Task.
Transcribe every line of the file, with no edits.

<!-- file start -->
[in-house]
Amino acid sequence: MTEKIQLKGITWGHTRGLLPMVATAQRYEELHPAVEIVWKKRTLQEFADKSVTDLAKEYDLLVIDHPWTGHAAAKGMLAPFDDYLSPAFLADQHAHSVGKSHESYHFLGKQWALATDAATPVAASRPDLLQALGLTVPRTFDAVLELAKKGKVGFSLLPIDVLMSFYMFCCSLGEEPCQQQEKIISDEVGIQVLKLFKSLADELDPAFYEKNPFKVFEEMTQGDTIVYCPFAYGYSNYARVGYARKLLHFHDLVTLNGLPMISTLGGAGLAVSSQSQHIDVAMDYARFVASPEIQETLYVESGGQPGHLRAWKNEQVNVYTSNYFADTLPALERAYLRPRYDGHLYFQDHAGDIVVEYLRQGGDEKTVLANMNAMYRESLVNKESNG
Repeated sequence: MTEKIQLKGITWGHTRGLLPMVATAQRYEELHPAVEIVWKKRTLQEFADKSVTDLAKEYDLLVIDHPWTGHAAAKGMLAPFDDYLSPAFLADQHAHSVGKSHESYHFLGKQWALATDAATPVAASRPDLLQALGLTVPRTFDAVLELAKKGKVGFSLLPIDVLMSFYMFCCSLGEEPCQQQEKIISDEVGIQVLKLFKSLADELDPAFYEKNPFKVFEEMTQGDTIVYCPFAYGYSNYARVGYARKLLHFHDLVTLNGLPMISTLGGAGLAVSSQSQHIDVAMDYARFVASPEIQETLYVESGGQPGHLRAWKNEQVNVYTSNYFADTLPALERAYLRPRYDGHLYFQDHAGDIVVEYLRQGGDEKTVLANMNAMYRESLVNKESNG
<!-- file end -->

[in-house]
Amino acid sequence: MTEKIQLKGITWGHTRGLLPMVATAQRYEELHPAVEIVWKKRTLQEFADKSVTDLAKEYDLLVIDHPWTGHAAAKGMLAPFDDYLSPAFLADQHAHSVGKSHESYHFLGKQWALATDAATPVAASRPDLLQALGLTVPRTFDAVLELAKKGKVGFSLLPIDVLMSFYMFCCSLGEEPCQQQEKIISDEVGIQVLKLFKSLADELDPAFYEKNPFKVFEEMTQGDTIVYCPFAYGYSNYARVGYARKLLHFHDLVTLNGLPMISTLGGAGLAVSSQSQHIDVAMDYARFVASPEIQETLYVESGGQPGHLRAWKNEQVNVYTSNYFADTLPALERAYLRPRYDGHLYFQDHAGDIVVEYLRQGGDEKTVLANMNAMYRESLVNKESNG
Repeated sequence: MTEKIQLKGITWGHTRGLLPMVATAQRYEELHPAVEIVWKKRTLQEFADKSVTDLAKEYDLLVIDHPWTGHAAAKGMLAPFDDYLSPAFLADQHAHSVGKSHESYHFLGKQWALATDAATPVAASRPDLLQALGLTVPRTFDAVLELAKKGKVGFSLLPIDVLMSFYMFCCSLGEEPCQQQEKIISDEVGIQVLKLFKSLADELDPAFYEKNPFKVFEEMTQGDTIVYCPFAYGYSNYARVGYARKLLHFHDLVTLNGLPMISTLGGAGLAVSSQSQHIDVAMDYARFVASPEIQETLYVESGGQPGHLRAWKNEQVNVYTSNYFADTLPALERAYLRPRYDGHLYFQDHAGDIVVEYLRQGGDEKTVLANMNAMYRESLVNKESNG